The National Security Letter Reform Act, S. 2088, goes to the core issue. First, it would separate information that can now be obtained with an NSL into sensitive and less sensitive categories. The less sensitive information — including information identifying a customer by name and address — would continue to be available to the government by means of an NSL. However, the bill would tighten the standard for issuing NSLs even for less sensitive information, to prevent fishing expeditions. Other, more sensitive information, such as telephone dialing information, the ‘To” and “From” lines on email, and the details of one’s checking and credit card transactions would require a court order. The bill would also impose a time limit on the “gag orders” that normally accompany NSLs and would require that any gag be narrowly tailored.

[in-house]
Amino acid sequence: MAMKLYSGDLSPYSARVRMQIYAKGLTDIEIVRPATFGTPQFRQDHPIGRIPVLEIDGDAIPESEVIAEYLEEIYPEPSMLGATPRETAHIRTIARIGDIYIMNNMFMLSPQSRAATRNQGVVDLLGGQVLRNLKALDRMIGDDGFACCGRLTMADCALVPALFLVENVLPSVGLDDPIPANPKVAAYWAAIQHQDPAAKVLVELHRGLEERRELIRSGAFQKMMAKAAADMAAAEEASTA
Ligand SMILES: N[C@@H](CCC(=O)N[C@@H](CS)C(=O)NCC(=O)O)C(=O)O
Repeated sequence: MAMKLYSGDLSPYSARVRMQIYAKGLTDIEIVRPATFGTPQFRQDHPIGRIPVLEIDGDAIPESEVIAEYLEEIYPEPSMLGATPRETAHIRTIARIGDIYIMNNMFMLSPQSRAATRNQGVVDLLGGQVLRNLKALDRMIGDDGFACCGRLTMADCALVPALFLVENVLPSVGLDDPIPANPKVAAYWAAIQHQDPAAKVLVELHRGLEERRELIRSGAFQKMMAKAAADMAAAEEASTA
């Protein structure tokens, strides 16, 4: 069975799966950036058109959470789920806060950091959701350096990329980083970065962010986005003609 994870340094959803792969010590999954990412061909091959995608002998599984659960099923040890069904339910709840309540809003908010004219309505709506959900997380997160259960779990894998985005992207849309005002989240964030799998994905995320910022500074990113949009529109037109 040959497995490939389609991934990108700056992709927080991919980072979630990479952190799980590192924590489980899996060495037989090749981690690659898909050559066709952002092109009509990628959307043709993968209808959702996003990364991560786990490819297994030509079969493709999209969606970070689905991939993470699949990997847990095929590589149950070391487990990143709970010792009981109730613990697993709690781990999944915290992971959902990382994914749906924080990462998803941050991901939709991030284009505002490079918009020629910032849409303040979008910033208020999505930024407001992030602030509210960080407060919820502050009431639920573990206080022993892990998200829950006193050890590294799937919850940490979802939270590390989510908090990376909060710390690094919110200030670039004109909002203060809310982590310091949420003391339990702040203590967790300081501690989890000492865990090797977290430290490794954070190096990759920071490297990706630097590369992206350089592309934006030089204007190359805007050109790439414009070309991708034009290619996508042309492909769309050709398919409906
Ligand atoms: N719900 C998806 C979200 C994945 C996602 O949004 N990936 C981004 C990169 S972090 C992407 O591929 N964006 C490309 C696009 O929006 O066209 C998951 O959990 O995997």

The House counterpart, the National Security Letters Reform Act (H.R. 3189), would not require judicial approval, but it would impose a time limit and tighter requirements on issuance of gag orders. The House bill would also return to the pre-PATRIOT “agent of a foreign power” standard for issuing NSLs. It would create a civil damages remedy against “any person issuing or obtaining the issuing” of an NSL contrary to law. Both bills would require the Attorney General to issue strong minimization procedures to protect irrelevant information pertaining to Americans.

CDT supports the bills on the ground that they would provide the government the tools it needs to prevent terrorism while helping to ensure that those tools are subjected to appropriate checks and balances.

April 2008 CDT Testimony on NSLs

S. 2088, The National Security Letter Reform Act